How technology is aiding diving

Diving and experiencing underwater life is always a thrill, but divers can only go so far in the seemingly endless sea. Humans are not aquatic, and often need terrestrial air. Even with oxygen masks, there are other safety factors like compression limit how deep one can go.

Some diving gear can become faulty or overly uncomfortable at some depths.

Thankfully, however, advancement in technology is seeking to introduce new masks meant to replace traditional gear and make diving more comfortable. Most of this new equipment will allow divers to explore hitherto inaccessible areas of the sea.

The d-mask, for example, can be used for both snorkeling and scuba diving (it needs additional oxygen equipment for the latter). Unlike traditional googles, the mask covers the entire face, and affords the diver an improved 180-degree field of view. And this is not even its greatest feature.

The mask has an inbuilt system which measures conditions such as depth and pressure while underwater. It displays them near the diver’s face in real time. It can also sense the weather conditions of the surrounding area and communicate accordingly.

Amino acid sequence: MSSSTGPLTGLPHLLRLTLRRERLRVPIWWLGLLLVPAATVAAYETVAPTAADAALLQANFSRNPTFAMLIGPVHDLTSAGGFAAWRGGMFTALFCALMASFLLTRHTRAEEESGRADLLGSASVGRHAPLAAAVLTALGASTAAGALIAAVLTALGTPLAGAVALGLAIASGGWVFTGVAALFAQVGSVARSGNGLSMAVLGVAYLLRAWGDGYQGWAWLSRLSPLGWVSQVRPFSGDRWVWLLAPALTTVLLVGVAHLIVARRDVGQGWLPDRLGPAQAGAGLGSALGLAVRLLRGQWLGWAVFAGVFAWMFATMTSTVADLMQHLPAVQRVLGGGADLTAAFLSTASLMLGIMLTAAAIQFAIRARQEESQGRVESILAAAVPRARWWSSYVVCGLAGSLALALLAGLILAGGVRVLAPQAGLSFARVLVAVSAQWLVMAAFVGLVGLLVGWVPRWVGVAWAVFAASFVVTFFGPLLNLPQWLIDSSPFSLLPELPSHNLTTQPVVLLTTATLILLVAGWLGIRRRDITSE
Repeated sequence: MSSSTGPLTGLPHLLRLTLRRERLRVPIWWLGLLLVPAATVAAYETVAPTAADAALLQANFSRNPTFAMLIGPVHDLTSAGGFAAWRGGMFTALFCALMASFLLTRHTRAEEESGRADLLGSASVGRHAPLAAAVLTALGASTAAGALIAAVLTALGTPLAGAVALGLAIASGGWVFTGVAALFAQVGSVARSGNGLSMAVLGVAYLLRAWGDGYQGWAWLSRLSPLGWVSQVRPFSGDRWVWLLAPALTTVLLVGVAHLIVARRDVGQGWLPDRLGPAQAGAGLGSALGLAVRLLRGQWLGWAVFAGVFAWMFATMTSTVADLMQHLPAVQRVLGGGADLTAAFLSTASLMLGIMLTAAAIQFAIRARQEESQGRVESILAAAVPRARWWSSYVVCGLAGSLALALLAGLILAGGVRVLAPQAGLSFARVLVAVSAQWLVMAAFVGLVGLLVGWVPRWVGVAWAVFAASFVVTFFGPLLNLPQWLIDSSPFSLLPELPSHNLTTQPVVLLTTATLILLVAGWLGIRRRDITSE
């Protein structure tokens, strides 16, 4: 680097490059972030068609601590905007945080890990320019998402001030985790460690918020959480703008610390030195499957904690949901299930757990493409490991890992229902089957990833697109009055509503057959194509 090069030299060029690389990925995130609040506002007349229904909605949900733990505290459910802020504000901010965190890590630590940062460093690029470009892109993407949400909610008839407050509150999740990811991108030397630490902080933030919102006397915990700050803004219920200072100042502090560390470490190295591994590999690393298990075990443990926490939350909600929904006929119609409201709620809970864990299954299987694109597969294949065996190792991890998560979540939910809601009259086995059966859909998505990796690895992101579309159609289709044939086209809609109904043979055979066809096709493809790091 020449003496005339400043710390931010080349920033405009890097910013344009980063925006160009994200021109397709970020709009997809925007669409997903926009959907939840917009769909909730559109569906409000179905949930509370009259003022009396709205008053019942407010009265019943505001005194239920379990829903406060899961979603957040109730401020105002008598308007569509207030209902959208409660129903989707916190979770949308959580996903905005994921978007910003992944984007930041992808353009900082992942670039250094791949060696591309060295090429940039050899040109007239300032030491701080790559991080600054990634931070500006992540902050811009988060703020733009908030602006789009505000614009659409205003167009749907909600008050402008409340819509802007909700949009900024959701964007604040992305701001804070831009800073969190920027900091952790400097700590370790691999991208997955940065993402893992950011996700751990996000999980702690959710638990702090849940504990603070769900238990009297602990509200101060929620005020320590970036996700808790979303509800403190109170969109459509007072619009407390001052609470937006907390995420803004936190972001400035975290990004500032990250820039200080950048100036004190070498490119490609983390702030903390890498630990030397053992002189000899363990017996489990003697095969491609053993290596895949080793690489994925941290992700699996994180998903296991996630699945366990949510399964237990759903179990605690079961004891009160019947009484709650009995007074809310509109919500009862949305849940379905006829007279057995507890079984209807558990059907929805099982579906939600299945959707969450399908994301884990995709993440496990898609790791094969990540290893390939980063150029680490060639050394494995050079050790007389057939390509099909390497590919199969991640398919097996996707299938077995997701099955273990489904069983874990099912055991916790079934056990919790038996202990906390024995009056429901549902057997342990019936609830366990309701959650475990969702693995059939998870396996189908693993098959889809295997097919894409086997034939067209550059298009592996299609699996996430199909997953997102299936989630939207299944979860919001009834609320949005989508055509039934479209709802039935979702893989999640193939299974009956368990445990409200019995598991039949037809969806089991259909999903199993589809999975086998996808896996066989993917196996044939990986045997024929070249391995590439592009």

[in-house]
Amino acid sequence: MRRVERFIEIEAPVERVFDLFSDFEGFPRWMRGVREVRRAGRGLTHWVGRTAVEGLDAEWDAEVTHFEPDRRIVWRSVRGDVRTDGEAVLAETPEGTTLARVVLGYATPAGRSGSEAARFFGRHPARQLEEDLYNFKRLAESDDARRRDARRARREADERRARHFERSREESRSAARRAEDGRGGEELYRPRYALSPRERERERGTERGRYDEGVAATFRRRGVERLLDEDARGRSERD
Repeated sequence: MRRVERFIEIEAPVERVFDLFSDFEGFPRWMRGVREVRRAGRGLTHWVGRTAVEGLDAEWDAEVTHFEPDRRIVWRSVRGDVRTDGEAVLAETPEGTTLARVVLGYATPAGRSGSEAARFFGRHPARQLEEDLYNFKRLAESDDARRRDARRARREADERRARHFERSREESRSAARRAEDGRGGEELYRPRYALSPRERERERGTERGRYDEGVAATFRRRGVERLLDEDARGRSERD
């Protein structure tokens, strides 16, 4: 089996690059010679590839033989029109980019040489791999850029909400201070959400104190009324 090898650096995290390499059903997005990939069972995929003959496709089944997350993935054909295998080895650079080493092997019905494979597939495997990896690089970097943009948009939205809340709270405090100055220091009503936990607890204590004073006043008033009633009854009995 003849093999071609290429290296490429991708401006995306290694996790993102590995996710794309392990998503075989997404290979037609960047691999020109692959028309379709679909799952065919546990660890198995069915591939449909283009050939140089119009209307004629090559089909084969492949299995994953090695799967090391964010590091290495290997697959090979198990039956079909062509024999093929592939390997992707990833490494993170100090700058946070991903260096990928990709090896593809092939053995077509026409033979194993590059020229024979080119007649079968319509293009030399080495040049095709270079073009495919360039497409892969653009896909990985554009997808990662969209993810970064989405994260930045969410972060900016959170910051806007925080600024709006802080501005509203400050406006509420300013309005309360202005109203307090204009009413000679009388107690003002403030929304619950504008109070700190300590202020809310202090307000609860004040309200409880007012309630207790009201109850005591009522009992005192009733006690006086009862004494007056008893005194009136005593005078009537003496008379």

Before taking a plunge, divers can set co-ordinates to help them find their way around the deep sea. There is also a lighting feature which allows vision in highly particulate areas or poor weather. This light can also be used for communication during emergencies.

For aesthetics, the mask has a camera which can be used to capture beautiful scenes during the diving experience. A pair of ear buds can also be connected to the mask and used to make the diving experience more pleasant with a music playlist. That is far more appealing than listening to the sound of bubbles while you explore.

The combination of these great features in one piece of equipment not only makes diving much easier, but it also expands what divers can do while under the surface

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